Example: Lessening Risk
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No exchange rate uncertainty lessens the risk of investing and trading across borders.
Any trade between countries that do not share a common currency involves some exchange rate uncertainty. There is some chance that the exchange ratebetween the two countries will change. This change could affect profits, returns to investment, competitiveness, or a consumer’s decision.
For example, before joining the monetary union, a German pants maker is thinking of building a factory investment) in Spain. For simplicity, assume that all the pants produced in the Spanish factory are sold in Spain, so that any profit or return on that investment that is made will be in pesetas (the former Spanish currency). In order for the German firm to use this return, or profit, it must convert the pesetas into mark (the former German currency). Fluctuations in the exchange rate will cause the amount of profit that the German firm receives to fluctuate, even if the peseta amount of profit is the same each year. In its decision on whether to build this factory or not, the German firm must take into account the risk that will come with fluctuating exchange rates. At some exchange rates it would be better to use the money available for investment to build a factory in Germany; at other exchange rates it would be better to build it in Spain. The uncertainty will cause fewer German firms to invest in Spain than would have had there been no exchange rate uncertainty.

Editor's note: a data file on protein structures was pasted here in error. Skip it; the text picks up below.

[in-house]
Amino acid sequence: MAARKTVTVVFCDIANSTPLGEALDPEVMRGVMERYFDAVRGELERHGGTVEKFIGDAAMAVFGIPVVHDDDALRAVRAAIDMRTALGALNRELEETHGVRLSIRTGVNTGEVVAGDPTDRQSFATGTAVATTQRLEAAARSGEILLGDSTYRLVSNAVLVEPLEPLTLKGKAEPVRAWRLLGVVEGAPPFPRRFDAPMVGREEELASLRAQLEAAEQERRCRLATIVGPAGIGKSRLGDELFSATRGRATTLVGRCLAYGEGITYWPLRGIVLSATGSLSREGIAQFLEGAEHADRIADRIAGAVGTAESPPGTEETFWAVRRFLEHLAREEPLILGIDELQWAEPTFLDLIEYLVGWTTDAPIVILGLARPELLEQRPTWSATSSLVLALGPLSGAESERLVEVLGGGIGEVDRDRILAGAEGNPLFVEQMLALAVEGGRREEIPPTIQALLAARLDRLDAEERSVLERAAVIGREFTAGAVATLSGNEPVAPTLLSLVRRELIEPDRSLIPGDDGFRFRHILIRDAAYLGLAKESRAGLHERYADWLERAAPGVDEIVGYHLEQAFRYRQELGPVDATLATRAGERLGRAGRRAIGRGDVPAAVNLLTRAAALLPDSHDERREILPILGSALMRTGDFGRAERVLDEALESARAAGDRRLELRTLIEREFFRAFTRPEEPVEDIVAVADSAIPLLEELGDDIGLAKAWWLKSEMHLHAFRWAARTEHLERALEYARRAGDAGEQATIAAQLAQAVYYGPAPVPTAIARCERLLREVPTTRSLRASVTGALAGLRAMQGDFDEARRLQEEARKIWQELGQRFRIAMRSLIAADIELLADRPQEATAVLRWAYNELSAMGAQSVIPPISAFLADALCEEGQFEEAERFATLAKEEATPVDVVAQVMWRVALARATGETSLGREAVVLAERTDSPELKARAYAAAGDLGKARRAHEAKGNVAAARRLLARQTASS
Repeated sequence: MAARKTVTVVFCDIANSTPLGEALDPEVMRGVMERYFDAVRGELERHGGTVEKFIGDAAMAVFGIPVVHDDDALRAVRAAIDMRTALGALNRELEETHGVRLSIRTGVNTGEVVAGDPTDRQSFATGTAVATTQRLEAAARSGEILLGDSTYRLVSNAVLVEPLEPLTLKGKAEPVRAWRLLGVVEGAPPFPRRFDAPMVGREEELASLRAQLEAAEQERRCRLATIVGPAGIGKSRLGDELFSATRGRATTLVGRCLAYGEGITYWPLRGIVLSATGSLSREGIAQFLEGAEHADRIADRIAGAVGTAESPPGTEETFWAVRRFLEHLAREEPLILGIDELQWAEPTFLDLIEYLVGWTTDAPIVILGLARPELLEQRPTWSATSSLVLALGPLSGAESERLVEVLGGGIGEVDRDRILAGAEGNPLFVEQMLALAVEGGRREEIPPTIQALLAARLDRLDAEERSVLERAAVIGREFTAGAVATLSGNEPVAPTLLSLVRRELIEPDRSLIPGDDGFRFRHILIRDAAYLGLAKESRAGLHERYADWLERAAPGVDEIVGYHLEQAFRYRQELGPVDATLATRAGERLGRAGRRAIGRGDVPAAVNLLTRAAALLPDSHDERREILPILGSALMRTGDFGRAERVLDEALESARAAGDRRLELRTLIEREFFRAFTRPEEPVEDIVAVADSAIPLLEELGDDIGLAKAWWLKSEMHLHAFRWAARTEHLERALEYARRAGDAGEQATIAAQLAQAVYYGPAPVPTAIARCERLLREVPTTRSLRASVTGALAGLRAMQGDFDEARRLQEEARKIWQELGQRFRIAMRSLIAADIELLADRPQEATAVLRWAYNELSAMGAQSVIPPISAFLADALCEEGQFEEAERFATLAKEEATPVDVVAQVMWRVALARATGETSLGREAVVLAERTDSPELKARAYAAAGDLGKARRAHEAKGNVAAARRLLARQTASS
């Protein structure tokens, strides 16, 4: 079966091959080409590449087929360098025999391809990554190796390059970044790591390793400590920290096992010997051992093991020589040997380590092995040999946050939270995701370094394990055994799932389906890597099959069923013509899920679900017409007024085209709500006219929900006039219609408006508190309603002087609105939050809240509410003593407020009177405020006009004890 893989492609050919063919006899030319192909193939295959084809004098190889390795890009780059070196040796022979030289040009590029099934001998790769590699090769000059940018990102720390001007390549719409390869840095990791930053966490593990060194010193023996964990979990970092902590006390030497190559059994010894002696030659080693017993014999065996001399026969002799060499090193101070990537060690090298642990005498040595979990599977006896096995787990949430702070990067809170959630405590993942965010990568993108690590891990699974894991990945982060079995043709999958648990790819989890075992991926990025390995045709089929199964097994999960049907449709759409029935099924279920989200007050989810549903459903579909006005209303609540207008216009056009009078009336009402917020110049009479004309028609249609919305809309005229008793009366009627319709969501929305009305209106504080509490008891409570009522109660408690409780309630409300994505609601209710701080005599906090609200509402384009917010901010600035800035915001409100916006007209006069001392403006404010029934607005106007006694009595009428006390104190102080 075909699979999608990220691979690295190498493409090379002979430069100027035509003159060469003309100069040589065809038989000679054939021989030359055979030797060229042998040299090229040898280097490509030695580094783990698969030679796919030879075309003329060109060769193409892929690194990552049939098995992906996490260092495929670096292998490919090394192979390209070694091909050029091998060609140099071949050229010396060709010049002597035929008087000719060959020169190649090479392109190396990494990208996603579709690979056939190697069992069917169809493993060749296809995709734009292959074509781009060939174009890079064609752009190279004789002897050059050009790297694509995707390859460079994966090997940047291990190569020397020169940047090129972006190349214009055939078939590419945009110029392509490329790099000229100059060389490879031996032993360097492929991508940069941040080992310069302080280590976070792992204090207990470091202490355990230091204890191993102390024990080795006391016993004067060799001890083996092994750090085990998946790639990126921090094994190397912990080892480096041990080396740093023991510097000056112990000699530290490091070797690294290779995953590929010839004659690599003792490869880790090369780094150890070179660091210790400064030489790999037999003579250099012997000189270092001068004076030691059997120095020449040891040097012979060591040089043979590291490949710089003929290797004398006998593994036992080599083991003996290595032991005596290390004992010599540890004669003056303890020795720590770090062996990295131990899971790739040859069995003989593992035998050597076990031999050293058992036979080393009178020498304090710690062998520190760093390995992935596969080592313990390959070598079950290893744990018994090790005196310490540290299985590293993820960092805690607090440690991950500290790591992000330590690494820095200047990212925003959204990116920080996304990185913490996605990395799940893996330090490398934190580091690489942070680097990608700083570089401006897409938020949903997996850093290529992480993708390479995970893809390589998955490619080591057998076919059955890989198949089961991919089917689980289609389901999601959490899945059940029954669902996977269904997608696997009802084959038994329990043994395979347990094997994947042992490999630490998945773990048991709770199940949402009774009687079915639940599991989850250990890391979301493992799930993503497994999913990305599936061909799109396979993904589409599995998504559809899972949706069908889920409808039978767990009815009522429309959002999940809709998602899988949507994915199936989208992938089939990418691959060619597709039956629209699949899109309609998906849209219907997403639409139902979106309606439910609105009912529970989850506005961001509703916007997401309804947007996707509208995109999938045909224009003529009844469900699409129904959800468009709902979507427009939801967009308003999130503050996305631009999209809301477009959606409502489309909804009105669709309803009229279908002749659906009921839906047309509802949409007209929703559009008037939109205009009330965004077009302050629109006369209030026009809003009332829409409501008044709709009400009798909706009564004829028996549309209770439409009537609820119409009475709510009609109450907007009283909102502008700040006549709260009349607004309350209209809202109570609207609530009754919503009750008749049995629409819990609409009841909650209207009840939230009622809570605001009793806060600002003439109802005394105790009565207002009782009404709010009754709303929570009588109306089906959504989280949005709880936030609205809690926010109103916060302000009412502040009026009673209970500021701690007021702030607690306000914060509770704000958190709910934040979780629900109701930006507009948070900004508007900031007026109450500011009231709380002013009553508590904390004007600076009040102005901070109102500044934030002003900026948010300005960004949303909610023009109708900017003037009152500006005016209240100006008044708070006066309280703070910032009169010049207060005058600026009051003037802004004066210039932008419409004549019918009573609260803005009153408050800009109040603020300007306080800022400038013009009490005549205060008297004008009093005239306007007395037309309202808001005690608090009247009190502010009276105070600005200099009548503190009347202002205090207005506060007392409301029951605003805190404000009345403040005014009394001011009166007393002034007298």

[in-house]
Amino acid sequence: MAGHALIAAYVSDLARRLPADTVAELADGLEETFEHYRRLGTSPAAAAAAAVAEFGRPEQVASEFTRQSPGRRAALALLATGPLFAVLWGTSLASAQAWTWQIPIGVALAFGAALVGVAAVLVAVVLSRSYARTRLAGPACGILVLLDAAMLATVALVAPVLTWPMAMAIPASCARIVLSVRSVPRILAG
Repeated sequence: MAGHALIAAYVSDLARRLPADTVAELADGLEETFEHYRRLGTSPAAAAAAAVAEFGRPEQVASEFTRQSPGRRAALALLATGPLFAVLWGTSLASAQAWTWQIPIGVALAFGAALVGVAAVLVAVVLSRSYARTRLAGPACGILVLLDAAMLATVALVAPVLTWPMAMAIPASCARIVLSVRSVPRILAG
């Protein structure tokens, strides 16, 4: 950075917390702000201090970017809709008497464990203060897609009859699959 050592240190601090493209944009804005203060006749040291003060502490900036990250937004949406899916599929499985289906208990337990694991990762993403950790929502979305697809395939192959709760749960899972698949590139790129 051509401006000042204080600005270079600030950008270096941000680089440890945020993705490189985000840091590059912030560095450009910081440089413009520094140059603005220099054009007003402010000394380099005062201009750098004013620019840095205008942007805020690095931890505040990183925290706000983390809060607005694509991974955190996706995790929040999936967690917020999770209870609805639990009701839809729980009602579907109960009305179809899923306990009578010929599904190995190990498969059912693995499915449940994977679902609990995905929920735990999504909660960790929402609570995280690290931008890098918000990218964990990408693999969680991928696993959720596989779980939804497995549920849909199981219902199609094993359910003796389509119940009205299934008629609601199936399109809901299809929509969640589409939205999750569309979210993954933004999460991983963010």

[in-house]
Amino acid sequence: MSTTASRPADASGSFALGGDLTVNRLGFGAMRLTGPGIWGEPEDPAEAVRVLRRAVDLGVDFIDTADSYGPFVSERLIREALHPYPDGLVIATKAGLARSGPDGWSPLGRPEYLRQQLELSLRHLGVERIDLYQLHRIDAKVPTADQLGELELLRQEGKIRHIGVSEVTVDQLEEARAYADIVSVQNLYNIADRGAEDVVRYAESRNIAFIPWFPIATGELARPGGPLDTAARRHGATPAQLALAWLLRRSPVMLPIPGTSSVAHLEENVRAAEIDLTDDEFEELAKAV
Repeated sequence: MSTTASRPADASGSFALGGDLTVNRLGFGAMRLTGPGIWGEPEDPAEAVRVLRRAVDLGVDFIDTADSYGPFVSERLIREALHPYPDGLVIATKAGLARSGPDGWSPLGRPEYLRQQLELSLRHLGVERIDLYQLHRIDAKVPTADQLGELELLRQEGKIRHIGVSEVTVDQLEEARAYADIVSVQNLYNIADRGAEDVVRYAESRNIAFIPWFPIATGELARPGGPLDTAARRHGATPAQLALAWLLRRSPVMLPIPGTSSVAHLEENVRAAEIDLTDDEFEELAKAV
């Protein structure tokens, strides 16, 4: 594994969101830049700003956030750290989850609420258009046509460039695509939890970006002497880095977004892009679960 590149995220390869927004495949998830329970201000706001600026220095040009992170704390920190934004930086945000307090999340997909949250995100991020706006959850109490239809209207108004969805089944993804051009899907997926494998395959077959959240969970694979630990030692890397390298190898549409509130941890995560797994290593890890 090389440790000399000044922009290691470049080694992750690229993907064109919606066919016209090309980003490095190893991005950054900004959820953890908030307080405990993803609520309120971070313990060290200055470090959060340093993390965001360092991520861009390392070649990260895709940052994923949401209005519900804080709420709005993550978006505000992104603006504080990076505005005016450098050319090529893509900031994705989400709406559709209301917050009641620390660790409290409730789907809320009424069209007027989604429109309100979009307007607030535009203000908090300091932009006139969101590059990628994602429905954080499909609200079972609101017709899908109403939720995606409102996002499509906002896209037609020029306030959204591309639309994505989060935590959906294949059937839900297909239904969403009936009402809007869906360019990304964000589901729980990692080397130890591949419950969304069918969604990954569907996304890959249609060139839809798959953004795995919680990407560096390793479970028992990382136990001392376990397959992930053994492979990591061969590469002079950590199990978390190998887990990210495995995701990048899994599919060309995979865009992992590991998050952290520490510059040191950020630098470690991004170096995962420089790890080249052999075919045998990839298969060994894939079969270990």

Along the same lines, exchange rate uncertainty also goes into a firm’s decision of selling its product in another country. Let’s say that the German firm takes the price of its pants in terms of the mark and converts that price into pesetas. 100 mark pants in Germany (if 100 mark = 8507 peseta) will be 8507 pesetas in Spain. If the exchange rate suddenly appreciates and 100 mark now = 9000 pesetas, then the pants will now cost the Spanish consumer 9000 pesetas – even though the price of the pants did not raise in terms of mark. The German pants maker now does not sell as many pants in Spain; it may even lose money. So before the pants maker decides to sell pants in Spain, it must decide if it can handle the risk associated with a changing exchange rate. The uncertainty will lead fewer German firms to sell their products in Spain than would have had there been no exchange rate uncertainty. Thus adopting a common currency eliminates exchange rate uncertainty, and international trade between the two countries increases.